The story begins with Candide living in the castle in Westphalia. Alongside is the baron's daughter Cunégonde and their tutor Pangloss among others. Pangloss is an ardent believer in Leibniz philosophical thought that teaches that this is the "best of all possible worlds" and "all is for the best". Candide is attracted to Cunégonde and they are caught kissing one day. The baron throws Candide out of the castle. Candide roaming around is caught up in a brutal war between two armies and is conscripted. Nearly executed, he escapes to Holland where he meets Jacques and by chance Pangloss (who is sick and in bad shape). Jacques takes both of them in and cares for them. Pangloss revels that the castle was destroyed in the wars and everybody was killed. Candide mourns the loss of his beloved. Traveling to Lisbon, Jacques is subsequently drowned while saving someone. Pangloss stops Candide from rescuing him saying that this harbor was created for him to drown and provides an optimistic commentary of their situation. They both are captured by the inquisitors and condemned. Candide is flogged and Pangloss is hanged. Left to his state, an old lady leads Candide to a house where he meets Cunégonde who reveals her terrible escape from near death in the castle. She is now owned by a merchant and an church official who take turns to her company. Candide slays both men and escape to Americas with Cunégonde and the old woman. During the voyage, the old woman reveals her unimaginable horrors that she had faced. On reaching Americas, in Buenos Aires, Cunégonde gets separated from him. Candide escapes with his valet (Cacambo) as he is being pursued. They together face countless adventures (wars, cannibalistic tribes) until they reach El Dorado. In this fabled land of unimaginable riches and utopia, they stay for a month. But soon Candide longs for Cunégonde. The king of El Dorado provides them with many sheep full of diamonds for their journey back. Candide and Cacambo travel back to Suriname slowly loosing the treasures. At Suriname, he sends Cacambo back to Buenos Aires to buy back Cunégonde and to meet him in Venice while he proceeds to Venice directly. Candide needing a companion for his journey back to Venice hires the services of Martin (who is a Manichean and a believer that the world is inherently evil). The rest of their journey is made over lengthy discourses on philosophy.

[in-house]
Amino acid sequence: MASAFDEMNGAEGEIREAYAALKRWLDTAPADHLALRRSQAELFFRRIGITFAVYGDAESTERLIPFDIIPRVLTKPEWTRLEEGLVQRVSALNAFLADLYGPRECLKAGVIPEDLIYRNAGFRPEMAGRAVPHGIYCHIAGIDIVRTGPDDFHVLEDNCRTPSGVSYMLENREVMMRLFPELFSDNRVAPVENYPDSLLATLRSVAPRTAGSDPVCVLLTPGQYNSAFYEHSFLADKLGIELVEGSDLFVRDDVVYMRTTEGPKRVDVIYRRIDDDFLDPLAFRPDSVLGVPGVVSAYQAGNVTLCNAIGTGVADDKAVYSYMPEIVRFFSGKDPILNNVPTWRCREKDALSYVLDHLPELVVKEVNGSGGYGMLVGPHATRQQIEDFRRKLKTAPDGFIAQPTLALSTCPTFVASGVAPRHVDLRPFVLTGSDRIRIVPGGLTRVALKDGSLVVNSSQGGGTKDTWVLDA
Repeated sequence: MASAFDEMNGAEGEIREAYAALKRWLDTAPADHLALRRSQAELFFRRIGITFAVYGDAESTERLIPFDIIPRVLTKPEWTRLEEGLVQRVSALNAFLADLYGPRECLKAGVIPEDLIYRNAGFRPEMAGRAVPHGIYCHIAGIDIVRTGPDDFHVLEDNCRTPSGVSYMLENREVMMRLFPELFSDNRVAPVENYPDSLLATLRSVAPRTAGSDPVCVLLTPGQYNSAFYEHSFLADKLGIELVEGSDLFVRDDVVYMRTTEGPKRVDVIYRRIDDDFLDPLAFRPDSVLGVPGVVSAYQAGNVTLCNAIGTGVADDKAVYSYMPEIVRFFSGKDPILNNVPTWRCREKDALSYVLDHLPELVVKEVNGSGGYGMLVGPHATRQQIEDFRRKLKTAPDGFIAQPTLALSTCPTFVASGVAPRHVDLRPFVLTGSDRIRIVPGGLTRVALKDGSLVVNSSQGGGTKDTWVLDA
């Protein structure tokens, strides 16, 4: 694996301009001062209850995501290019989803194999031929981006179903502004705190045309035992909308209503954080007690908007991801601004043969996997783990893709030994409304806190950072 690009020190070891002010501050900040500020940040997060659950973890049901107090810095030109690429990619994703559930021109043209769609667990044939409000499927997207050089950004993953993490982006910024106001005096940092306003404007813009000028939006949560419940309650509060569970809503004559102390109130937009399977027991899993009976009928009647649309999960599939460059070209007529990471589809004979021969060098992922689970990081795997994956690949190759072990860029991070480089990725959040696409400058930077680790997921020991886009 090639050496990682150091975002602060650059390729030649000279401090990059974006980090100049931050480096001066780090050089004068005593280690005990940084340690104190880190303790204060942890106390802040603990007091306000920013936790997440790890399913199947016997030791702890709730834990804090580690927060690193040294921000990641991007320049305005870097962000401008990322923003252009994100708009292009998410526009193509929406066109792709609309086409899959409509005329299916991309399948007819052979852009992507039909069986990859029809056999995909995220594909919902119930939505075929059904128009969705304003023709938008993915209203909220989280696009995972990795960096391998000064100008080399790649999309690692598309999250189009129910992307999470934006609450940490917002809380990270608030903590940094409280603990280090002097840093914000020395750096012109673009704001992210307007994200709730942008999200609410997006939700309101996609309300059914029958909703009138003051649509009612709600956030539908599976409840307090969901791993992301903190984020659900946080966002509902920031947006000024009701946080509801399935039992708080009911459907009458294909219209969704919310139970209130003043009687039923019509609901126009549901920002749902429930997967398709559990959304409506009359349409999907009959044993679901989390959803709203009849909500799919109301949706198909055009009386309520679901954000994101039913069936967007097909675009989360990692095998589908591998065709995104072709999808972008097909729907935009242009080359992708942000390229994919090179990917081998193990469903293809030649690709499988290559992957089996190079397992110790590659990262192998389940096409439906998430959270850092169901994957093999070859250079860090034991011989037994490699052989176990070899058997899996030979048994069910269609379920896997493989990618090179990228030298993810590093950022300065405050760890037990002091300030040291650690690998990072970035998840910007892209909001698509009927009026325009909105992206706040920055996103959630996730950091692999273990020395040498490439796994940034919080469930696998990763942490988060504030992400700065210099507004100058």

But then, to what end," said Candide, "was the world formed?"They reach Venice and wait for Cacambo. Cacambo arrives and tells them that Cunégonde is taken as a slave in Constantinople. They all leave to retrieve her. On the ship, Candide comes across Pangloss (he survived being hanged by inquisitors) working as slave in a ship. Candide buys his freedom. They all reach Constantinople where Candide is united with his beloved. Cunégonde is now ugly and pale shadow of her former glory but Candide still marries her. With whatever diamonds left, Candide buys a farm and they all (Candide,Cunégonde, Martin, Cacambo, Pangloss, the old woman) live together. Eventually boredom catches with them and each is now much more unhappier with their lives. Each of them philosophizing over their state and the turn of events. They go to a dervish to seek answers.
"To make us mad," said Martin.
"Do you think," said Candide, "that mankind always massacred one another as they do now? Were they always guilty of lies, fraud, treachery, ingratitude, inconstancy, envy, ambition, and cruelty? Were they always thieves, fools, cowards, gluttons, drunkards, misers, calumniators, debauchees, fanatics, and hypocrites?"